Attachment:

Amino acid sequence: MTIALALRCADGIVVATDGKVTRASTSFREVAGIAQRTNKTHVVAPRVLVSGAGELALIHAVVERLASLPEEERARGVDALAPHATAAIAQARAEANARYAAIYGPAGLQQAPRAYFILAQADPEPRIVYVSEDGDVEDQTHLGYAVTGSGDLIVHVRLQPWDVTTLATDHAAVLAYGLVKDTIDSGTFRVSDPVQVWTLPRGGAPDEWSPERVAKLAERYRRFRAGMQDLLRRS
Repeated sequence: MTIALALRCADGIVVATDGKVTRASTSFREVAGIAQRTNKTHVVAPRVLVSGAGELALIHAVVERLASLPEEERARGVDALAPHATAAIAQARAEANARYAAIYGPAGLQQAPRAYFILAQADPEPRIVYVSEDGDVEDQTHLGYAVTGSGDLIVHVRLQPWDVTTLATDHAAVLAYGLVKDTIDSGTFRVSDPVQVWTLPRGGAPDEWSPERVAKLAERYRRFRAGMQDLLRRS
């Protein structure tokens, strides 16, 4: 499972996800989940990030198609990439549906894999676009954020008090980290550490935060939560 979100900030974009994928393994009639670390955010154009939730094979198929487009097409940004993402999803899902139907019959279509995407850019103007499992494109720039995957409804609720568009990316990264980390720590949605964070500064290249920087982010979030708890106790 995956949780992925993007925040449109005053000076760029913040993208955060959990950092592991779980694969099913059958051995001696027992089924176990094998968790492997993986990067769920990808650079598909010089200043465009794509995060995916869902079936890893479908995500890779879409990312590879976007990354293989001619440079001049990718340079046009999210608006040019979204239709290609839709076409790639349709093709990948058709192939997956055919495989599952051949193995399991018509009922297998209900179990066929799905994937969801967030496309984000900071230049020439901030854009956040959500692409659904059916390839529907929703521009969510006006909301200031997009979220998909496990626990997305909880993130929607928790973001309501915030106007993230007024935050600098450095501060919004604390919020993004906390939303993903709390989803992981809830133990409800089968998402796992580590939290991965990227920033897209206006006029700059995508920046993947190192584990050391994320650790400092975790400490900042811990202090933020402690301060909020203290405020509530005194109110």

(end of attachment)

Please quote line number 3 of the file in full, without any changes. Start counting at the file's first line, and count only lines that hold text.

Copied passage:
């Protein structure tokens, strides 16, 4: 499972996800989940990030198609990439549906894999676009954020008090980290550490935060939560 979100900030974009994928393994009639670390955010154009939730094979198929487009097409940004993402999803899902139907019959279509995407850019103007499992494109720039995957409804609720568009990316990264980390720590949605964070500064290249920087982010979030708890106790 995956949780992925993007925040449109005053000076760029913040993208955060959990950092592991779980694969099913059958051995001696027992089924176990094998968790492997993986990067769920990808650079598909010089200043465009794509995060995916869902079936890893479908995500890779879409990312590879976007990354293989001619440079001049990718340079046009999210608006040019979204239709290609839709076409790639349709093709990948058709192939997956055919495989599952051949193995399991018509009922297998209900179990066929799905994937969801967030496309984000900071230049020439901030854009956040959500692409659904059916390839529907929703521009969510006006909301200031997009979220998909496990626990997305909880993130929607928790973001309501915030106007993230007024935050600098450095501060919004604390919020993004906390939303993903709390989803992981809830133990409800089968998402796992580590939290991965990227920033897209206006006029700059995508920046993947190192584990050391994320650790400092975790400490900042811990202090933020402690301060909020203290405020509530005194109110």